by Simon Wilson*
The promise of our urban areas being transformed into fully smart cities, towns or villages has been a long time coming. Many areas still lag behind in providing what many consider the bare basics of digital infrastructure, such as wireless connectivity.
Our urban areas, however, needn’t do this blindly. Universities, stadiums and other large public venues have made major strides in the past few years to offer their visitors truly smart experiences. In many ways, these are analogous to our urban areas, offering town and city planners a blueprint for how to implement their own smart infrastructures.
These technologies offer several benefits. Here are some examples of how urban areas could implement them from those who have laid the right foundations and are already building their own smart hubs.
Tech has the potential to reinvigorate deserted high streets
In the wake of the COVID-19 pandemic, many local areas have found their high streets struggling. According to a report by Power to Change, a record 16% of shops on British high streets stand empty in the United Kingdom. The opportunities offered through smart technologies, however, are numerous and plenty. Their implementation may be the lifeline these places need to reinvigorate and rejuvenate.
Enhancing the experience of visitors and residents
The benefits to the experience of visitors and residents are probably the most obvious. Take planning a journey, through the use of smart Internet of Things (IoT) sensors and alerts – via contextual apps – residents and visitors can be kept up-to-date on the availability of parking spots or of park-and-ride to their town or city centres.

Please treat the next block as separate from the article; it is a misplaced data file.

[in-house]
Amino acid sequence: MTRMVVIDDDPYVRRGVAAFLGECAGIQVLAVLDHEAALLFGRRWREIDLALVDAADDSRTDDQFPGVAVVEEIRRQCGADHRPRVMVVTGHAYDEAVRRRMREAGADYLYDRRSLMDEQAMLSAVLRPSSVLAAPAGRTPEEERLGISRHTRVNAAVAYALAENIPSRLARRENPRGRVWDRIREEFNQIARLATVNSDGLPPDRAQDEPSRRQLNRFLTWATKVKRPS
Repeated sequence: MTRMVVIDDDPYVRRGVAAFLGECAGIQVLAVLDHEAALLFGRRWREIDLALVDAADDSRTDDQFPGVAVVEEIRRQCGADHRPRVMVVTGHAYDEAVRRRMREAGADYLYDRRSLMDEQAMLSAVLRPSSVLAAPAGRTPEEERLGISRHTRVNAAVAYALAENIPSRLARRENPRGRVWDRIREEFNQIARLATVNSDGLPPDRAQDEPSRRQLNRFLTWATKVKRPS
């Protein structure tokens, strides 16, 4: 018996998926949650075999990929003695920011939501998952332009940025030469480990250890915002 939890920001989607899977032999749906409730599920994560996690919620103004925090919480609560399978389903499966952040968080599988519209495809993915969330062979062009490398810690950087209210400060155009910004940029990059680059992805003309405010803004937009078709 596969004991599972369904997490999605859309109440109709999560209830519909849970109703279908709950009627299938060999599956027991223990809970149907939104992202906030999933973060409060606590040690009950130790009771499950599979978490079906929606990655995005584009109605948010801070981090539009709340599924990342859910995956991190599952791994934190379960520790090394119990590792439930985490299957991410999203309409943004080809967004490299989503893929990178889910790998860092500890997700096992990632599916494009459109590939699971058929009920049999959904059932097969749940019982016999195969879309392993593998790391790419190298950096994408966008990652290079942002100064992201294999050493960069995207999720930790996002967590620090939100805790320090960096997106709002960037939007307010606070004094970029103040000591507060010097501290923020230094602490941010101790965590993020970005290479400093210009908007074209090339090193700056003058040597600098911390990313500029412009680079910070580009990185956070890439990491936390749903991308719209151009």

Similarly, these principles can be extended to provide other contextual information via location services. Smart sensors can recognise an individual’s location in real-time and, perhaps, highlight a local event due to take place or link local traffic, weather, air quality or pollen count data, etc.
Location services have long been used by the likes of sports stadiums and music venues to enhance fan experiences. Back in 2019, Tottenham Hotspur Football Club partnered with Aruba to develop a mobile app ahead of the launch of its new stadium. The app uses nearly 700 BLE Beacons to offer wayfinding to seats or friends in different sections, catering information, toilet locations and the latest news and statistics.
To further develop and push the boundaries of location services, Aruba recently announced our Open Locate initiative; a new industry standard we’ve developed for sharing location data from indoor APs to mobile devices. With this infrastructure, user devices are better able to support applications such as wayfinding. The goal of this technology is to bring the accuracy of GPS indoors, linking with familiar apps, such as Google or Apple Maps, wherever Wi-Fi is available.
Improving local working conditions